|1 : Getting Started|
The discs supplied with the Master 512 contain the DOS Plus Operating System, which provides the 512 with its PC-compatibility, and GEM (Graphics Environment Manager), the graphical 'WIMP' interface by Digital Research. The version of GEM provided with the 512 is specially written for it and works considerably faster than many versions on other PCs. The version supplied with the current release of DOS Plus is even further optimised over earlier issues.
For current purposes we need only note that the four issue discs contain:
DISC 1 DOS Plus boot and System Utilities
DISC 2 GEM applications
DISC 3 GEM data
DISC 4 Miscellaneous Utilities
DISC 1 contains the Operating System and a number of DOS Plus Commands. If you are familiar with the BBC or Master, you will appreciate that the disc filing system (DFS or ADFS) and the Machine Operating System (MOS or OS) are both built into the computer, contained in a read-only memory chip (ROM or EPROM). In consequence the only action required to start the system is to switch on the power, since everything is ready and waiting for use.
In contrast many computers, like PCs, have only a small section of permanent program in ROM or EPROM. This is just enough to load the main Operating System and filing systems from disc. This small program is correctly known as a bootstrap loader, but this is commonly shortened to boot. Hence the expression 'booting a system', and so called boot files on the BBC, although these are slightly inaccurately named, as you'll see. Frequently the DOS Plus systems disc is also referred to as the boot disc, although the bootstrap loader is not even on the disc.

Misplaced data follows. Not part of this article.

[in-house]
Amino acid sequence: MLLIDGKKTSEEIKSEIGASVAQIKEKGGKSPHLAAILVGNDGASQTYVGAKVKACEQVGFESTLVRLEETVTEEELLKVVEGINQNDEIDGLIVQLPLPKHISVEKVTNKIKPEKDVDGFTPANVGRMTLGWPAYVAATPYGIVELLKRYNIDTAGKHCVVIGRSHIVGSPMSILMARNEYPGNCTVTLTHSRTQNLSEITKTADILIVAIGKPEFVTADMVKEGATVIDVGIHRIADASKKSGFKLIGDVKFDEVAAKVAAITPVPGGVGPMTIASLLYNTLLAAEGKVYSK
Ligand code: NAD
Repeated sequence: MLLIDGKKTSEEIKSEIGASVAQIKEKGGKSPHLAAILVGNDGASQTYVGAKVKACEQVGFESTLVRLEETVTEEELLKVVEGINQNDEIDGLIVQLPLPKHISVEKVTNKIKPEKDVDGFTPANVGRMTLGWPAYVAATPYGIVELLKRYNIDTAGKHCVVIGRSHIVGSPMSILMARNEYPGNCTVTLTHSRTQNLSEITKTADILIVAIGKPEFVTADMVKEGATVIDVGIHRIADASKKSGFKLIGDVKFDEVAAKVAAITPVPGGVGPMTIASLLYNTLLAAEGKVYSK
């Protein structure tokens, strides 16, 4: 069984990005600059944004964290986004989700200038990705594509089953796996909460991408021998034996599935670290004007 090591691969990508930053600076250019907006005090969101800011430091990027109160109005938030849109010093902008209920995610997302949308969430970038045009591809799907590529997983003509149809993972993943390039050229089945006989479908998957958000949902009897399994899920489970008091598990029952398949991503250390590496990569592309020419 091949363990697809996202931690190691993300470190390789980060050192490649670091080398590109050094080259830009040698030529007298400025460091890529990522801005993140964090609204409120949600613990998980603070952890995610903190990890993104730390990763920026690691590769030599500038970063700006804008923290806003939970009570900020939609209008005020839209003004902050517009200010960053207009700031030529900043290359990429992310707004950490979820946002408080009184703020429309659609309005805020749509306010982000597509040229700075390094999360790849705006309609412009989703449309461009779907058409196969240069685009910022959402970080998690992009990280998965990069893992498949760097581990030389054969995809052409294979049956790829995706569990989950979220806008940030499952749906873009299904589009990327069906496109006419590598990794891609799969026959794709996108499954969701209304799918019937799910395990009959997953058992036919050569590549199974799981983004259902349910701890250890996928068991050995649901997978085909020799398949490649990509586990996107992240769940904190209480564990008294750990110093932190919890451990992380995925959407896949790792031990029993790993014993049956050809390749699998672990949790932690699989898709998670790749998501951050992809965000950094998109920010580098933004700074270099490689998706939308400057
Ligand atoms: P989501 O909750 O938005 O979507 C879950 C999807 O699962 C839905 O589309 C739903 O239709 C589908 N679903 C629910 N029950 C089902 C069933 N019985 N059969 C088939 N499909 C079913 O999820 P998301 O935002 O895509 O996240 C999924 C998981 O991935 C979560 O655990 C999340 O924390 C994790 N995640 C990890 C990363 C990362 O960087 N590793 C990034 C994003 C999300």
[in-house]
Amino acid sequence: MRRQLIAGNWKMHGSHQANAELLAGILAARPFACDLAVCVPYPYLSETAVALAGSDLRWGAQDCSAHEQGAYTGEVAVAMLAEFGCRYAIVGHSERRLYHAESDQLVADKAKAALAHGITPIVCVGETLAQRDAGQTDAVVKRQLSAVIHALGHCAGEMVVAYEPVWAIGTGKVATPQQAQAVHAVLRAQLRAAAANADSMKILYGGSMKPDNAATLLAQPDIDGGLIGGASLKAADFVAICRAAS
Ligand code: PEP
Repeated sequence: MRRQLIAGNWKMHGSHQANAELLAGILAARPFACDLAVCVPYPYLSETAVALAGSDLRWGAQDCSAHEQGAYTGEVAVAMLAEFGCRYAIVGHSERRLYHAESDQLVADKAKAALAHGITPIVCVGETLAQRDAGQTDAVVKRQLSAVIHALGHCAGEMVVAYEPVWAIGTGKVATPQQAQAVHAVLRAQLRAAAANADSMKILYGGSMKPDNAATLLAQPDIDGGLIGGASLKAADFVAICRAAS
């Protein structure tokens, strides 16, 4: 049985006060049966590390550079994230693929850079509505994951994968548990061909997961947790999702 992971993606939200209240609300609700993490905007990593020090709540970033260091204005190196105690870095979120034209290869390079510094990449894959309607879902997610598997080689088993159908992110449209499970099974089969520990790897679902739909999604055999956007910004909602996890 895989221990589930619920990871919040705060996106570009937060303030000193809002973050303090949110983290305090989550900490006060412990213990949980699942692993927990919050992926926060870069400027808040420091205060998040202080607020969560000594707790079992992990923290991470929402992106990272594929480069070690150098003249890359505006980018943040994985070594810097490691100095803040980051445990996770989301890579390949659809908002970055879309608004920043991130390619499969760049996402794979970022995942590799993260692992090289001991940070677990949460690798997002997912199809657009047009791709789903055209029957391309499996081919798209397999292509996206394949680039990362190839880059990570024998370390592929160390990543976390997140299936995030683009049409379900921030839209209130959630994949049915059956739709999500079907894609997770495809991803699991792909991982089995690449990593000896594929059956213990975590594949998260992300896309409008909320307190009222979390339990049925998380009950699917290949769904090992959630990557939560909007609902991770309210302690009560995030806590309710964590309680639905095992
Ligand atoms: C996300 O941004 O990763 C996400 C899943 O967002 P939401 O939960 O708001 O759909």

When you start the system with CTRL-BREAK (see below) the bootstrap loader is executed automatically. This action must be carried out by hardware, as the machine 'knows' nothing at this stage. The bootstrap loader is a small program that is only capable of accessing the disc controller in a very restricted way, but enough to load a file containing the full Operating System. After this is loaded, control is passed to it and the system is live and fully functional.
There are many advantages to having the Operating System on disc. Any version of the Operating System can be used by loading from the appropriate disc, and substantial improvements can be made without having to change any hardware. Furthermore, many different types and sizes of floppy and hard disc control software may be used. Of course there are also disadvantages. The disc must have a copy of the Operating System if it is to be used to boot the computer – this uses up some of your disc space. In addition, the Operating System must permanently occupy some of the computer's main memory. In the case of DOS Plus in the 512 this accounts for considerably more than 100k bytes of the original 512k. Another disadvantage is the possible inconsistencies which may arise if several boot discs are used, each perhaps containing an auto-running application, but containing different versions of the Operating System.